Some good sales advice that I got over the weekend and wanted to share with you kind readers.
As you know, we’re on a big marketing and sales push right now for Visto.
We got our awesome product built, so now most of our focus is on getting more and more clients, more adoption, more conversions, etc. And part of what I’m doing is cold calling, as I’ve talked about in some of my emails over the last few weeks.
It’s been a few weeks of cold calling now, and as I’ve mentioned in the past, it’s a pretty interesting experience.
Have you done much/any cold calling? It can be intimidating at first.
I was coincidentally talking to someone in tech sales over the weekend, and they had some good advice. Which was basically to – before thinking about or trying to make sales – make a personal connection with the person.
Don’t get right into pitching, don’t get into you or how you think you can help.
First, start with them – ask them questions, seem genuinely curious about them, personalize yourself a bit, and just get into a conversation about your mutual topic/industry.
It was interesting advice, because so far my strategy has been more of a “get to the point and don’t waste their time” approach. Which, to be honest, has been working pretty well.
But what this guy was saying made sense too – try and quickly turn it into an interesting, personal conversation, and eventually they’re going to ask why the heck you called them. And if you did a good job making a genuine connection, they’ll at least hear you out and consider what you have to say.
It’s an interesting shift.
On one hand, it’s quick and easy to make a short pitch to see if what you’re offering is of any interest. But on the other hand, maybe to get more buy-in and commitment, it’s better to draw things out and build up more trust.
As is usually the case in business, there’s no perfect approach. Both can and probably do work, if done well.
So I’ll probably do a bunch of each, and see which converts better. And as always, report the results to you.
Was also having a cofounder chat with our CTO at Visto, Alex over the weekend.
Sometimes things just get so hectic during the week that it’s easier to chat the two of us over the weekend.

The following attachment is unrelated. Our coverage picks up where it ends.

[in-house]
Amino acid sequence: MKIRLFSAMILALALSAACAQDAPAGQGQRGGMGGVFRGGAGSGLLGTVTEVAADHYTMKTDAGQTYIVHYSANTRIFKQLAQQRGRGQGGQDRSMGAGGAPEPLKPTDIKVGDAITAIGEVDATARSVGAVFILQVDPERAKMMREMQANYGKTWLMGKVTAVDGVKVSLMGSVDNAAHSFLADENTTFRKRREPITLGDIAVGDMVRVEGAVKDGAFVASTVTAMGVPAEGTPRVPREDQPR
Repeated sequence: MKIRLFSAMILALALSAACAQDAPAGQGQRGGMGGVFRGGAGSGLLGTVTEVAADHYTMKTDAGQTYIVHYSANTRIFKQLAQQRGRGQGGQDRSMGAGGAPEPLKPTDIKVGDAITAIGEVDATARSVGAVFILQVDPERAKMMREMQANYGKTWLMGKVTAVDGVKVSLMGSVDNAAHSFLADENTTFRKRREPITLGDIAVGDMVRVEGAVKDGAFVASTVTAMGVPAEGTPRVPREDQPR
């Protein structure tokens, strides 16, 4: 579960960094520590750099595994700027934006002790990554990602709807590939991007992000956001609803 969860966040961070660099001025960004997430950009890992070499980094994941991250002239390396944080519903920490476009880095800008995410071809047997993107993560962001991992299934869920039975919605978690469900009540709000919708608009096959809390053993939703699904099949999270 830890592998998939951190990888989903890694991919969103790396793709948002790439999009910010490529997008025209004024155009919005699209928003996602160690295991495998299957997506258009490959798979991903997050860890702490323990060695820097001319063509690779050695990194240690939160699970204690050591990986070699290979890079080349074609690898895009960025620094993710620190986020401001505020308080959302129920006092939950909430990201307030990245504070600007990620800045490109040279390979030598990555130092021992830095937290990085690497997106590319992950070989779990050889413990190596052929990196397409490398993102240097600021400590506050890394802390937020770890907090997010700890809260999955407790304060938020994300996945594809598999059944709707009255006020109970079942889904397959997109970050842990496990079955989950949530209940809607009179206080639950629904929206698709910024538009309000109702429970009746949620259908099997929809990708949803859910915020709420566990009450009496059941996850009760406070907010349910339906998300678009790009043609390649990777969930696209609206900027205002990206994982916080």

Anyway, we had a lot on our agenda, then usually the serious stuff is finished and we just shoot the shit about whatever is top of mind.
At which point, I went on a tangent/rant about how much harder it is selling tech than “regular stuff”. Mainly because we’re so focused on sales right now, so it’s very top-of-mind.
But as someone who has done a fair amount of sales as a service solopreneur business owner (for my previous law firm) and tech (current tech company Visto), I can safely point out some of the differences.
And let me tell you – I think selling new technology is probably 5 to 10 times harder than selling services. Maybe more.
Generally speaking, when you’re selling services, it’s pretty straight forward. It’s easy to describe what you’re offering, the prospective customer has probably purchased that service or something similar before, and it’s more a matter of pricing, trust, etc.
When you’re selling tech, especially if it’s a new tech product, and extra especially if you’re trying to get prospective customers to adopt technology to do something they’re used to doing manually, not only do you have to convince them that your product is awesome, you have to convince them it’s worth paying for and then also get them to actually use it.
Much easier said than done, doubly so if you’re not a big name tech company (for example, selling Salesforce solutions or Facebook ads are probably much easier than if you’re selling software for a brand new company).
It’s one of the few reasons that starting a tech company from scratch has been one of the hardest things I’ve tried doing. As hard as it is to start any regular business selling products or services, I find selling tech products that much harder.
But the payoff can also be much bigger… if you can pull it off…
As always, I’ll keep you posted on how that goes for us.
Have a great day, make sure to get the most up-to-date content of mine on my email list/business journal, and keep grinding.